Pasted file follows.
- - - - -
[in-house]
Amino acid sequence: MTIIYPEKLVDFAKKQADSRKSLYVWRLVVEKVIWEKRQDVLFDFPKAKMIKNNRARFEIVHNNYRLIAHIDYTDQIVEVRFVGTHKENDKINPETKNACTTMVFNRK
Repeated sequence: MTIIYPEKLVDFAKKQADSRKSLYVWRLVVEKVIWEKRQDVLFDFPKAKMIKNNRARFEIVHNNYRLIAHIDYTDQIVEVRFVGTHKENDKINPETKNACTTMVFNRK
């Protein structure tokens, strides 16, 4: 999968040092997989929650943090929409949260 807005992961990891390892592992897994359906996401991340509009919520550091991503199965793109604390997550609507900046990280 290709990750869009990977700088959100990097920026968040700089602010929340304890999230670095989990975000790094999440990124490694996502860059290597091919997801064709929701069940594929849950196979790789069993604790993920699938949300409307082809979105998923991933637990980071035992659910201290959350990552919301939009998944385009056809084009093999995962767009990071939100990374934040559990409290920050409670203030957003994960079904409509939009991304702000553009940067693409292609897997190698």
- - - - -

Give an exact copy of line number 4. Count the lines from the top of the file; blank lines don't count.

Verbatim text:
């Protein structure tokens, strides 16, 4: 999968040092997989929650943090929409949260 807005992961990891390892592992897994359906996401991340509009919520550091991503199965793109604390997550609507900046990280 290709990750869009990977700088959100990097920026968040700089602010929340304890999230670095989990975000790094999440990124490694996502860059290597091919997801064709929701069940594929849950196979790789069993604790993920699938949300409307082809979105998923991933637990980071035992659910201290959350990552919301939009998944385009056809084009093999995962767009990071939100990374934040559990409290920050409670203030957003994960079904409509939009991304702000553009940067693409292609897997190698």